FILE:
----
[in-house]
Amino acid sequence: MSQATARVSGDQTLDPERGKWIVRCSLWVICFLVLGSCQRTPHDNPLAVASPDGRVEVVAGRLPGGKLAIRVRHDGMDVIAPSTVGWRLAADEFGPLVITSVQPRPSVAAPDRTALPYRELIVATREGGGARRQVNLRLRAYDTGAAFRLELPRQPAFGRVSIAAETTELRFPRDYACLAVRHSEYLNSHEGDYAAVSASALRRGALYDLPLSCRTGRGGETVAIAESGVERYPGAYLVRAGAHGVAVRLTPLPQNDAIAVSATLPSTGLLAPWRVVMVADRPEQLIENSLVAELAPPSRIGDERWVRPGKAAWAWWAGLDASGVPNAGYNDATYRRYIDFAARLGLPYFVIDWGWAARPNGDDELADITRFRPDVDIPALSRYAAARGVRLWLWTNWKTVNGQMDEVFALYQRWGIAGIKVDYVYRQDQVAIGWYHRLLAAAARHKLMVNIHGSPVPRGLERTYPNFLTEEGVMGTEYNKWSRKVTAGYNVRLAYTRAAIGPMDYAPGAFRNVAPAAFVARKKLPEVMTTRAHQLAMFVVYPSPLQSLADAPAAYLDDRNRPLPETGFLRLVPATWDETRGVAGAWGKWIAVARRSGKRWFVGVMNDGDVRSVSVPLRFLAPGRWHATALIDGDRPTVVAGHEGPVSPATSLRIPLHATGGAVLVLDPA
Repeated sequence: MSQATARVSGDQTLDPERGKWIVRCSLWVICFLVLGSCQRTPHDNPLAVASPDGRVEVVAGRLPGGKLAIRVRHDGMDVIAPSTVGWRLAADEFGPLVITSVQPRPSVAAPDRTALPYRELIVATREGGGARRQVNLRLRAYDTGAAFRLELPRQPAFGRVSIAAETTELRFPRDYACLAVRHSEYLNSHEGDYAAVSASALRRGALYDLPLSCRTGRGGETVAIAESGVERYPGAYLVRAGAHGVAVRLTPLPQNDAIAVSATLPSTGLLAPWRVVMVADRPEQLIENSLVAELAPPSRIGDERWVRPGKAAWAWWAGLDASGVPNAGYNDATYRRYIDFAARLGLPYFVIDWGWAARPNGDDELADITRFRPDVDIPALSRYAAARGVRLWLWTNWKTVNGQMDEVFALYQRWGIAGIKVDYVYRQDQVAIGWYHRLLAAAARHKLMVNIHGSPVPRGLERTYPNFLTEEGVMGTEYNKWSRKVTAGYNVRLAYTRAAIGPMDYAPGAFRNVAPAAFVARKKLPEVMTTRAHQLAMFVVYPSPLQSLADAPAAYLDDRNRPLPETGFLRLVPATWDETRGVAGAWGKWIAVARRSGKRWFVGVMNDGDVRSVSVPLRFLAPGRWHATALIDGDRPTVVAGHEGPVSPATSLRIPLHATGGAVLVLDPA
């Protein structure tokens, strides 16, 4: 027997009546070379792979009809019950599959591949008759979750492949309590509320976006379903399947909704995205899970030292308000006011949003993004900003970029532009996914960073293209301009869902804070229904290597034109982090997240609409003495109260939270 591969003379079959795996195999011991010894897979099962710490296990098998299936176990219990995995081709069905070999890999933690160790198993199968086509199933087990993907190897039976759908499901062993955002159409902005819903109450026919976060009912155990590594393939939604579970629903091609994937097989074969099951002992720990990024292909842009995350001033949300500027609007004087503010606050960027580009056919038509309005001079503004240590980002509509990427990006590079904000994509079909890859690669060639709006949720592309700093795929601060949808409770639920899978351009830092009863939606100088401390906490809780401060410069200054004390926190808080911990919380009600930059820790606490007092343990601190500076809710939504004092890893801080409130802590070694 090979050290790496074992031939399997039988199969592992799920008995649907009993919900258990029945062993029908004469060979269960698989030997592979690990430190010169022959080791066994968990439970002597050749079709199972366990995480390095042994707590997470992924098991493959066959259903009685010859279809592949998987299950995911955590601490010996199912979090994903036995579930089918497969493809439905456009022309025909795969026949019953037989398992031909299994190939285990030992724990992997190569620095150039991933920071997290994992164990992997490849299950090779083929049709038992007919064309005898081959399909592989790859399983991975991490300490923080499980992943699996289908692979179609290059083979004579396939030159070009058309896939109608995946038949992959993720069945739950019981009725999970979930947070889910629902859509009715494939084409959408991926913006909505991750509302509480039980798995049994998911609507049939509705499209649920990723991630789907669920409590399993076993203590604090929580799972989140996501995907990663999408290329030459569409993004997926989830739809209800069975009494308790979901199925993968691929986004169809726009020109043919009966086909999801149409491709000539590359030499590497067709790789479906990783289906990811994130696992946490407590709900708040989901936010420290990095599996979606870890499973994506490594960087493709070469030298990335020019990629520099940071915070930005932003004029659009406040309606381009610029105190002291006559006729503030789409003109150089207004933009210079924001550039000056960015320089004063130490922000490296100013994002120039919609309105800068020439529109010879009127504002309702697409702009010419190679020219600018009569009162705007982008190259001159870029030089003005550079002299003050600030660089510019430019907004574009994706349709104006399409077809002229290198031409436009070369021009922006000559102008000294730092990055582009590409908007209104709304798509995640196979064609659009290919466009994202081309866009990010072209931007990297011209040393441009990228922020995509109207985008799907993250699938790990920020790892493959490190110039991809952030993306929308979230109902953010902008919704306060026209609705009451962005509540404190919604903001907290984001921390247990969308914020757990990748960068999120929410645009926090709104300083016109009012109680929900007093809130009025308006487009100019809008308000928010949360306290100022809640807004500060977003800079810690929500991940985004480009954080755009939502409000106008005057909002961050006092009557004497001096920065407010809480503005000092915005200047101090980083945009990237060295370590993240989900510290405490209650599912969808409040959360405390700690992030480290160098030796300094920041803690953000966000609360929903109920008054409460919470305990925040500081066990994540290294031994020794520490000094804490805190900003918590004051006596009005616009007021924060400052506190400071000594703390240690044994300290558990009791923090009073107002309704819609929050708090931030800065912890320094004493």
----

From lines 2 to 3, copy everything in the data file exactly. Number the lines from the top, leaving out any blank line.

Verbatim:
Amino acid sequence: MSQATARVSGDQTLDPERGKWIVRCSLWVICFLVLGSCQRTPHDNPLAVASPDGRVEVVAGRLPGGKLAIRVRHDGMDVIAPSTVGWRLAADEFGPLVITSVQPRPSVAAPDRTALPYRELIVATREGGGARRQVNLRLRAYDTGAAFRLELPRQPAFGRVSIAAETTELRFPRDYACLAVRHSEYLNSHEGDYAAVSASALRRGALYDLPLSCRTGRGGETVAIAESGVERYPGAYLVRAGAHGVAVRLTPLPQNDAIAVSATLPSTGLLAPWRVVMVADRPEQLIENSLVAELAPPSRIGDERWVRPGKAAWAWWAGLDASGVPNAGYNDATYRRYIDFAARLGLPYFVIDWGWAARPNGDDELADITRFRPDVDIPALSRYAAARGVRLWLWTNWKTVNGQMDEVFALYQRWGIAGIKVDYVYRQDQVAIGWYHRLLAAAARHKLMVNIHGSPVPRGLERTYPNFLTEEGVMGTEYNKWSRKVTAGYNVRLAYTRAAIGPMDYAPGAFRNVAPAAFVARKKLPEVMTTRAHQLAMFVVYPSPLQSLADAPAAYLDDRNRPLPETGFLRLVPATWDETRGVAGAWGKWIAVARRSGKRWFVGVMNDGDVRSVSVPLRFLAPGRWHATALIDGDRPTVVAGHEGPVSPATSLRIPLHATGGAVLVLDPA
Repeated sequence: MSQATARVSGDQTLDPERGKWIVRCSLWVICFLVLGSCQRTPHDNPLAVASPDGRVEVVAGRLPGGKLAIRVRHDGMDVIAPSTVGWRLAADEFGPLVITSVQPRPSVAAPDRTALPYRELIVATREGGGARRQVNLRLRAYDTGAAFRLELPRQPAFGRVSIAAETTELRFPRDYACLAVRHSEYLNSHEGDYAAVSASALRRGALYDLPLSCRTGRGGETVAIAESGVERYPGAYLVRAGAHGVAVRLTPLPQNDAIAVSATLPSTGLLAPWRVVMVADRPEQLIENSLVAELAPPSRIGDERWVRPGKAAWAWWAGLDASGVPNAGYNDATYRRYIDFAARLGLPYFVIDWGWAARPNGDDELADITRFRPDVDIPALSRYAAARGVRLWLWTNWKTVNGQMDEVFALYQRWGIAGIKVDYVYRQDQVAIGWYHRLLAAAARHKLMVNIHGSPVPRGLERTYPNFLTEEGVMGTEYNKWSRKVTAGYNVRLAYTRAAIGPMDYAPGAFRNVAPAAFVARKKLPEVMTTRAHQLAMFVVYPSPLQSLADAPAAYLDDRNRPLPETGFLRLVPATWDETRGVAGAWGKWIAVARRSGKRWFVGVMNDGDVRSVSVPLRFLAPGRWHATALIDGDRPTVVAGHEGPVSPATSLRIPLHATGGAVLVLDPA